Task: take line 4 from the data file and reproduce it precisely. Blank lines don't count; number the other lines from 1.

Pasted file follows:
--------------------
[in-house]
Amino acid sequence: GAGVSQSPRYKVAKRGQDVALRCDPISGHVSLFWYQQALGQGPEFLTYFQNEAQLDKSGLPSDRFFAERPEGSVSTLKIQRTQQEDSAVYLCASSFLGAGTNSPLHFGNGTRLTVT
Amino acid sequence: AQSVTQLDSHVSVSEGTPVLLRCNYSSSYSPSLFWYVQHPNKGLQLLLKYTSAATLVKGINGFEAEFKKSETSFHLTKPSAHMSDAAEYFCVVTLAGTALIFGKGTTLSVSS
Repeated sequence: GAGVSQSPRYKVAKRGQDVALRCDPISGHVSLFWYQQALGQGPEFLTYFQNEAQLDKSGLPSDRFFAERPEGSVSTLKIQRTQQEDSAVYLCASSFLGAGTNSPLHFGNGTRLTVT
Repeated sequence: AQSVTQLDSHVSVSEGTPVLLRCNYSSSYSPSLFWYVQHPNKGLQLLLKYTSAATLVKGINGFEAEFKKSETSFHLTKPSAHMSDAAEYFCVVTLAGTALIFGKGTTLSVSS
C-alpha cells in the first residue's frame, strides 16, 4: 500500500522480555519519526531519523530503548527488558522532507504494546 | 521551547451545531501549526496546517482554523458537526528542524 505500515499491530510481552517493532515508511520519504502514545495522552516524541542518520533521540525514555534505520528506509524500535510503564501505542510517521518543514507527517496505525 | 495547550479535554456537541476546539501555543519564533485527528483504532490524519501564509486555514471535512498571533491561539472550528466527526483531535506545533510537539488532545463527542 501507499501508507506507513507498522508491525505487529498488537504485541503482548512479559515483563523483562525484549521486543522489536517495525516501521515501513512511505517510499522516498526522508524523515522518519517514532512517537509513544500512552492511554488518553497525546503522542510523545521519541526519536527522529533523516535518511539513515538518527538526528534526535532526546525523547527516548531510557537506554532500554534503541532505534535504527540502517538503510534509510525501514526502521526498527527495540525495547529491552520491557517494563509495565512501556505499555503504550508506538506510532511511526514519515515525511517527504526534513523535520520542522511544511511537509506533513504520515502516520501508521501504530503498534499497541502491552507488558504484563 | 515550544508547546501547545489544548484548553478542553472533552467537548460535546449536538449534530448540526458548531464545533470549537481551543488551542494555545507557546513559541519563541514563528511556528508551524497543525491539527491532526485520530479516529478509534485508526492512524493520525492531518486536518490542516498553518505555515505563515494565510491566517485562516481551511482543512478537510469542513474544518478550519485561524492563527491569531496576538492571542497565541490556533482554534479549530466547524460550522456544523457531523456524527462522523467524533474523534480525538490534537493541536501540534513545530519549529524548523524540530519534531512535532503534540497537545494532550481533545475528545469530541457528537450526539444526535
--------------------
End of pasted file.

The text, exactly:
Repeated sequence: GAGVSQSPRYKVAKRGQDVALRCDPISGHVSLFWYQQALGQGPEFLTYFQNEAQLDKSGLPSDRFFAERPEGSVSTLKIQRTQQEDSAVYLCASSFLGAGTNSPLHFGNGTRLTVT